Green Tea Side Effects
Although most people do not experience problems while taking green tea, the caffeine content of the beverage (or supplement) could cause side effects to occur. Some of the bothersome but usually not dangerous side effects include gas, nausea, restlessness, and frequent urination. Some of the potentially serious side effects of green tea include high blood pressure, anxiety, or difficulty breathing.
Even though green tea is natural, it is not always free of side effects. For most people, these side effects are merely bothersome. However, green tea can sometimes cause serious side effects as well, especially when taken at higher dosages. Generally, serious green tea side effects are due to the caffeine content of green tea.
(This article covers many, but not all, of the possible side effects of green tea. Your healthcare provider can discuss a more complete list of side effects with you.)
Not all side effects of green tea are dangerous. Some are merely bothersome and usually do not signify that medical attention is necessary. Such side effects include:
- Abdominal bloating and gas
- Frequent urination.
There are a number of side effects with green tea that you should report to your healthcare provider and which may indicate that you should stop taking green tea. These include, but are not limited to:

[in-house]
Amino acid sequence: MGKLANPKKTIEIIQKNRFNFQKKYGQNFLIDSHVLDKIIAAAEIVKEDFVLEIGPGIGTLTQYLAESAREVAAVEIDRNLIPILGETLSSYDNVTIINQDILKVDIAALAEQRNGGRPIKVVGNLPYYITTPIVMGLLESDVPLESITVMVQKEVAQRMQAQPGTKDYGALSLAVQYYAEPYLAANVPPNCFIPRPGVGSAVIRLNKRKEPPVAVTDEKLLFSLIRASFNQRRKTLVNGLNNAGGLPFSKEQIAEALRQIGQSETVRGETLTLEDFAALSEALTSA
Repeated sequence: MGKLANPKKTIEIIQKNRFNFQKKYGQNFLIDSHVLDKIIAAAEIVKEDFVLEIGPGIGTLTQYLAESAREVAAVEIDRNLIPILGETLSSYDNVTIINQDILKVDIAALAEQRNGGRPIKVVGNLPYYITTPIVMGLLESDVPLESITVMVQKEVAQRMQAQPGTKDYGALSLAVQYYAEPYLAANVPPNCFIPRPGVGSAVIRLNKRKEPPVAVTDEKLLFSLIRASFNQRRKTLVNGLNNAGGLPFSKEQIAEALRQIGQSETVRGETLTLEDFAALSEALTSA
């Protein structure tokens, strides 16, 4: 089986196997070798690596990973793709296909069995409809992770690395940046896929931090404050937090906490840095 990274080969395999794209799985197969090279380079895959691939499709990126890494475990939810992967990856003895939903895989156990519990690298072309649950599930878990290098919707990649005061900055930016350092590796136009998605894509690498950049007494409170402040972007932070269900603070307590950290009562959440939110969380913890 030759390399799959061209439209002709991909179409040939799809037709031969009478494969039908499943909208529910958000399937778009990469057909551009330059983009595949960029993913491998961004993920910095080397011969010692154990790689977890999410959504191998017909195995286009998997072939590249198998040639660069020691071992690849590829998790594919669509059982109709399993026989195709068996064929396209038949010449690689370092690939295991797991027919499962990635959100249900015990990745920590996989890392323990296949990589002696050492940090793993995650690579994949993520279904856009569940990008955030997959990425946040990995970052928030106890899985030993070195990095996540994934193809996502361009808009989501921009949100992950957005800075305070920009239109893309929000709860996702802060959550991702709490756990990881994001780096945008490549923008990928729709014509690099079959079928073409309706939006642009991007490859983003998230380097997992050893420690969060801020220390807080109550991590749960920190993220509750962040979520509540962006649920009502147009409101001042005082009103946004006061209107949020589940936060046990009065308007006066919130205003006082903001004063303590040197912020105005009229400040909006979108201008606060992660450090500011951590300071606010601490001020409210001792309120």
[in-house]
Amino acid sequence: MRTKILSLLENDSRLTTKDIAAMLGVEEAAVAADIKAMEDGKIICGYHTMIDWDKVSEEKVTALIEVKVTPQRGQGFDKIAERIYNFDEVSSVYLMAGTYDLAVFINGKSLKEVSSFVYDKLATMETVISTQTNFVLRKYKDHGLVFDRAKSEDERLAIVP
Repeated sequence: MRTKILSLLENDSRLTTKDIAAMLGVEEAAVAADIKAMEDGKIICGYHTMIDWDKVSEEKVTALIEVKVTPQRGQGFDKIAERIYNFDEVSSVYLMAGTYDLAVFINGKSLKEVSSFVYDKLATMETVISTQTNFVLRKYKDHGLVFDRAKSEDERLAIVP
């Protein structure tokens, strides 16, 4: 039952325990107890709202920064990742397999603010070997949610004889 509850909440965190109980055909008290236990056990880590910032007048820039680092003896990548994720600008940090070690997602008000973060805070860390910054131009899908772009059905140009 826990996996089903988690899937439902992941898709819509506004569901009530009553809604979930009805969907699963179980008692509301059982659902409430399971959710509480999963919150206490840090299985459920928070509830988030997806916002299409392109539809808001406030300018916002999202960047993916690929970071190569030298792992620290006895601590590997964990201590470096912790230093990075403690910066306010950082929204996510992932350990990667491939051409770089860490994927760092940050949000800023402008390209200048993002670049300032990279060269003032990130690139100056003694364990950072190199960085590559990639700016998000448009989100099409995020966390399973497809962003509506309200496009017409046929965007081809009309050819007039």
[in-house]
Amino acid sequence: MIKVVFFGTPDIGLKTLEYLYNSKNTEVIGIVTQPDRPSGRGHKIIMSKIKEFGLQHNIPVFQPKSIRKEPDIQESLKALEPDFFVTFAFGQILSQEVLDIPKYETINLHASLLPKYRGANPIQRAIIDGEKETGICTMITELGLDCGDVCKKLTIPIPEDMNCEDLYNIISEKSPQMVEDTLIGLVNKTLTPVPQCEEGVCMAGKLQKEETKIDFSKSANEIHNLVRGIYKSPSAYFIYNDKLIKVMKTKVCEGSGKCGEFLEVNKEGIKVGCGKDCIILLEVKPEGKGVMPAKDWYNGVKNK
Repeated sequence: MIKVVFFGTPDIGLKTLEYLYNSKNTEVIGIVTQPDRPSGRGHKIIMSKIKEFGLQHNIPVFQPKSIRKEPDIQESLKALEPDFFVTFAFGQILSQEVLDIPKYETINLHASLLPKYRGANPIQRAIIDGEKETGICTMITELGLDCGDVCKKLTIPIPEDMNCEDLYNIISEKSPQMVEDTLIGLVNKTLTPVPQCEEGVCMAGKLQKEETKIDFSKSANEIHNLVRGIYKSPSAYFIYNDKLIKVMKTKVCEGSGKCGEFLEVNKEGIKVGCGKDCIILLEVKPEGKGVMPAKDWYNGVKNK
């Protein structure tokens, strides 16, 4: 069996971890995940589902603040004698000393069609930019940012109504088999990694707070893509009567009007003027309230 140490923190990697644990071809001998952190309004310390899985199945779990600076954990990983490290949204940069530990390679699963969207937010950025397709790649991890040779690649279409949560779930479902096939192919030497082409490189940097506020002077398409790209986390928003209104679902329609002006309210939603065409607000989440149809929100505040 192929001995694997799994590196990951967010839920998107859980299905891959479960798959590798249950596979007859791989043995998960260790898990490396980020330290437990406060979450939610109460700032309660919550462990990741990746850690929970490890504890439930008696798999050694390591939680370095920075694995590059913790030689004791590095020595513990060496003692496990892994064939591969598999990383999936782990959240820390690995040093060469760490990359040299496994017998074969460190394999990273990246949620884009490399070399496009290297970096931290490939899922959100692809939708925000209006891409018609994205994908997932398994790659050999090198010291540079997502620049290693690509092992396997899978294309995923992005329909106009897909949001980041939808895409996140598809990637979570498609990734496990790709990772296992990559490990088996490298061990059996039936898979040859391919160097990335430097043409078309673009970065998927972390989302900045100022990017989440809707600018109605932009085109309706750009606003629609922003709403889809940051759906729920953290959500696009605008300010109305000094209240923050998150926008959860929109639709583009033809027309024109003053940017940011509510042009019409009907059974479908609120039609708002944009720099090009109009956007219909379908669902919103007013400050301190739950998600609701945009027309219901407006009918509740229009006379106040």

- High blood pressure (hypertension)
- A rapid heart rate (tachycardia)
- Rapid breathing or difficulty breathing
- Anxiety or agitation
- An irregular heart rhythm (arrhythmia)
- Feelings of a rapidly or forcefully beating heart (known as heart palpitations)
- Signs of an allergic reaction, including an unexplained rash, hives, itching, swelling of the mouth or throat, wheezing, or difficulty breathing or swallowing.
There have been a few cases of liver damage possibly due to green tea. Generally, these cases involved green tea supplements (not green tea as a beverage). It is not known how or why green tea might cause liver damage.